Deletion of vacuolar proton-translocating ATPase V(o)a isoforms clarifies the role of vacuolar pH as a determinant of virulence-associated traits in Candida albicans. Academic Article uri icon


  • Vacuolar proton-translocating ATPase (V-ATPase) is a central regulator of cellular pH homeostasis, and inactivation of all V-ATPase function has been shown to prevent infectivity in Candida albicans. V-ATPase subunit a of the Vo domain (Voa) is present as two fungal isoforms: Stv1p (Golgi) and Vph1p (vacuole). To delineate the individual contribution of Stv1p and Vph1p to C. albicans physiology, we created stv1Δ/Δ and vph1Δ/Δ mutants and compared them to the corresponding reintegrant strains (stv1Δ/ΔR and vph1Δ/ΔR). V-ATPase activity, vacuolar physiology, and in vitro virulence-related phenotypes were unaffected in the stv1Δ/Δ mutant. The vph1Δ/Δ mutant exhibited defective V1Vo assembly and a 90% reduction in concanamycin A-sensitive ATPase activity and proton transport in purified vacuolar membranes, suggesting that the Vph1p isoform is essential for vacuolar V-ATPase activity in C. albicans. The vph1Δ/Δ cells also had abnormal endocytosis and vacuolar morphology and an alkalinized vacuolar lumen (pHvph1Δ/Δ = 6.8 versus pHvph1Δ/ΔR = 5.8) in both yeast cells and hyphae. Secreted protease and lipase activities were significantly reduced, and M199-induced filamentation was impaired in the vph1Δ/Δ mutant. However, the vph1Δ/Δ cells remained competent for filamentation induced by Spider media and YPD, 10% FCS, and biofilm formation and macrophage killing were unaffected in vitro. These studies suggest that different virulence mechanisms differentially rely on acidified vacuoles and that the loss of both vacuolar (Vph1p) and non-vacuolar (Stv1p) V-ATPase activity is necessary to affect in vitro virulence-related phenotypes. As a determinant of C. albicans pathogenesis, vacuolar pH alone may prove less critical than originally assumed.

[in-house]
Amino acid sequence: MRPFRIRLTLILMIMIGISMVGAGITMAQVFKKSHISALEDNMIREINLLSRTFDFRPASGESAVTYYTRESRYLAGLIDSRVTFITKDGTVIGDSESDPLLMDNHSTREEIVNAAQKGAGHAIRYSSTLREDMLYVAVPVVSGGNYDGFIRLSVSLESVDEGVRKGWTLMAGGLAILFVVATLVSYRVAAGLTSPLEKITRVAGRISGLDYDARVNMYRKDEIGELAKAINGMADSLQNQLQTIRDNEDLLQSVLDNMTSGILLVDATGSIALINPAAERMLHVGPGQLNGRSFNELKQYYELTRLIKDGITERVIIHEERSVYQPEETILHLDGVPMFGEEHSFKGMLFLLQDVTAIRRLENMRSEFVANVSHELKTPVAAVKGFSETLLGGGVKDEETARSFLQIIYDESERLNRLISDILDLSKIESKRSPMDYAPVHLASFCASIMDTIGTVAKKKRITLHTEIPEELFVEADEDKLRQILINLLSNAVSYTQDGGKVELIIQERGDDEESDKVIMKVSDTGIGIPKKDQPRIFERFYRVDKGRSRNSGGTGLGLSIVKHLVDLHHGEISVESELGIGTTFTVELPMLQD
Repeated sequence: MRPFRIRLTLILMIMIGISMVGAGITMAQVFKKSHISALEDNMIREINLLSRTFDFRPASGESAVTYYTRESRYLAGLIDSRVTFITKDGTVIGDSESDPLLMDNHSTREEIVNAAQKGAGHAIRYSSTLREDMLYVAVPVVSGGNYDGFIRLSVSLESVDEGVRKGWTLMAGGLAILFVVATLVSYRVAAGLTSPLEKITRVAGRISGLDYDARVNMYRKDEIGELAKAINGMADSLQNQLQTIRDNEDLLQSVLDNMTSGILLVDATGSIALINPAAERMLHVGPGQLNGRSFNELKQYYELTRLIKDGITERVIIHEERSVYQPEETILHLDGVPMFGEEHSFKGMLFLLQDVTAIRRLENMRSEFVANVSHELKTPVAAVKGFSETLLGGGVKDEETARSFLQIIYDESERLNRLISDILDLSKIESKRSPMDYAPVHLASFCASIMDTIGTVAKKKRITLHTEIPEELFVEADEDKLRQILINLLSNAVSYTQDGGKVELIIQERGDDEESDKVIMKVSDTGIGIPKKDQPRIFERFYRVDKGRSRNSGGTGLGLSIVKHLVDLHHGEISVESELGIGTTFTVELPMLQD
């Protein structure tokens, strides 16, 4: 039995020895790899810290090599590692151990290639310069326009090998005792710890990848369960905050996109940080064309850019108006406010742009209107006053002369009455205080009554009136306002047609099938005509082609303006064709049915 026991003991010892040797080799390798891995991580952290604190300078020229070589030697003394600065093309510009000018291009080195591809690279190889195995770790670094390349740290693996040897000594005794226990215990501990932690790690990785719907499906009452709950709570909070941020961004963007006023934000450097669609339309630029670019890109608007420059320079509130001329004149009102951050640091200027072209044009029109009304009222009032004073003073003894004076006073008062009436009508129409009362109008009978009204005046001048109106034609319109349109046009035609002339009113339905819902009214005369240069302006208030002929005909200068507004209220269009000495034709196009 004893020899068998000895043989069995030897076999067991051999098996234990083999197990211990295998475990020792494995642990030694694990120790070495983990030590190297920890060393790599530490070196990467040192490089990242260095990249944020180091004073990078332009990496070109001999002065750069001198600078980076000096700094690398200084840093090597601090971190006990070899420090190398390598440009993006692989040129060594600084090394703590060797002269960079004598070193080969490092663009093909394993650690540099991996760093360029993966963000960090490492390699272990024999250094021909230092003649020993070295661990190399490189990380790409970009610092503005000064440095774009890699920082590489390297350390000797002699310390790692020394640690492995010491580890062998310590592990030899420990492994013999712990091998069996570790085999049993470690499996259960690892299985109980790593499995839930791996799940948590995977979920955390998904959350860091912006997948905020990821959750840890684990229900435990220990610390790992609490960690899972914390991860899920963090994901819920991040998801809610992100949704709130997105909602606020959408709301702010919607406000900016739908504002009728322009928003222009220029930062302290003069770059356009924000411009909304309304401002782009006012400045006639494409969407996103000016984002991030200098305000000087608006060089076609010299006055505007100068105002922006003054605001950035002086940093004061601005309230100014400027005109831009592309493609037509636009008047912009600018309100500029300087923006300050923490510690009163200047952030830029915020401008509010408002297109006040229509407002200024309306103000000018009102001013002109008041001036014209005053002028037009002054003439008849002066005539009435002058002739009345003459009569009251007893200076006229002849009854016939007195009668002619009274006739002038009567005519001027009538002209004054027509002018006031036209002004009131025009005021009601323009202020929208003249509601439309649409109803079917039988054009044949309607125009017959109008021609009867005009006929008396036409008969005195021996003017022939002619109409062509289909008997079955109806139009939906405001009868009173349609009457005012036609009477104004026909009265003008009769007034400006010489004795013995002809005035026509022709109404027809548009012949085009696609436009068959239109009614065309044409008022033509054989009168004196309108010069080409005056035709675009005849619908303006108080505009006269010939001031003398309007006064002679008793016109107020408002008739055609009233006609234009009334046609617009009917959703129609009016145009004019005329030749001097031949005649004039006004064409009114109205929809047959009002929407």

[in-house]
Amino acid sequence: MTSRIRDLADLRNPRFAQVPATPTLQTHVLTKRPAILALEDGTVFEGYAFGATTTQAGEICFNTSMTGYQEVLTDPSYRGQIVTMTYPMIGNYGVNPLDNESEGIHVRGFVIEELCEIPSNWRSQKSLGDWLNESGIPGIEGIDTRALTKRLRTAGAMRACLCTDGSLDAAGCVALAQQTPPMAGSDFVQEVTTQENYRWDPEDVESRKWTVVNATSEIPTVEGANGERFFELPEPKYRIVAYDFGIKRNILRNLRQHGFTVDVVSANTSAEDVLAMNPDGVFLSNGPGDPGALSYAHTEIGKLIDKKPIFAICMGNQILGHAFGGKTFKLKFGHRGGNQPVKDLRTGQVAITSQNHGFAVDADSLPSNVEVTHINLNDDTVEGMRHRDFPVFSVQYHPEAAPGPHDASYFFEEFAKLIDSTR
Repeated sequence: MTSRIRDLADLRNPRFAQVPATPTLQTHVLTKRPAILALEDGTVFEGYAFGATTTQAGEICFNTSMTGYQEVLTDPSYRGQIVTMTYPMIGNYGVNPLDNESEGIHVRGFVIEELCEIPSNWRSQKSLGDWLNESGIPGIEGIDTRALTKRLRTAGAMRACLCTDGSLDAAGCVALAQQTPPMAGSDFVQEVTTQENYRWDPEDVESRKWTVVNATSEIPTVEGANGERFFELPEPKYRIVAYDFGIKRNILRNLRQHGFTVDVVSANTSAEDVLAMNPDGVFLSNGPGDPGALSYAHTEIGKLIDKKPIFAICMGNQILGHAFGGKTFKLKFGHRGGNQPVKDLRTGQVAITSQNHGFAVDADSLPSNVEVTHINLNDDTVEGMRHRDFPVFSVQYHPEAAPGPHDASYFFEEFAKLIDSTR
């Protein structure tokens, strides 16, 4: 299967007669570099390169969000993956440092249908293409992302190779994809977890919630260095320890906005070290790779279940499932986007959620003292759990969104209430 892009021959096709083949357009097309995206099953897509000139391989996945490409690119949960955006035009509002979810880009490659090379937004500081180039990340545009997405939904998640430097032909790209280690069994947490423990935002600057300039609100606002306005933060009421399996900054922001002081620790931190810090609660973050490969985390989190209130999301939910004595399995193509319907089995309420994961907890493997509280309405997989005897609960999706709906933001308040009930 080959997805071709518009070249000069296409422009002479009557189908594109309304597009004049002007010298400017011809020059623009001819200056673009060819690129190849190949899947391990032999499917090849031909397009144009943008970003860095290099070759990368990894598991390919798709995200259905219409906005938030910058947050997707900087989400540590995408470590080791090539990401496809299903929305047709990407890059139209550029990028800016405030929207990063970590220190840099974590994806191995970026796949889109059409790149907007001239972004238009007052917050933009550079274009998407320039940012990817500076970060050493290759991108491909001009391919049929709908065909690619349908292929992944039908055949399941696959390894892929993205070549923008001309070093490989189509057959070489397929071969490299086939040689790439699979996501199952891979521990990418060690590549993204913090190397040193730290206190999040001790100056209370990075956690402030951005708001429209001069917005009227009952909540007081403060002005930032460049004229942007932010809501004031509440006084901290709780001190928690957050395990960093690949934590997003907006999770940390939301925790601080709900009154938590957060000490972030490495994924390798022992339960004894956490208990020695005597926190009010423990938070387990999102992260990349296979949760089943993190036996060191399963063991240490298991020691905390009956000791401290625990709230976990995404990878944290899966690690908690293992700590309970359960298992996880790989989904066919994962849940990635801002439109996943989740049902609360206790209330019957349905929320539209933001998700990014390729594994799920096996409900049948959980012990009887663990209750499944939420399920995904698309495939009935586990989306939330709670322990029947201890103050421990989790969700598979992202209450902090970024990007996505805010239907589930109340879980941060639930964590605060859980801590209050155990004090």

publication date

  • January 1, 2013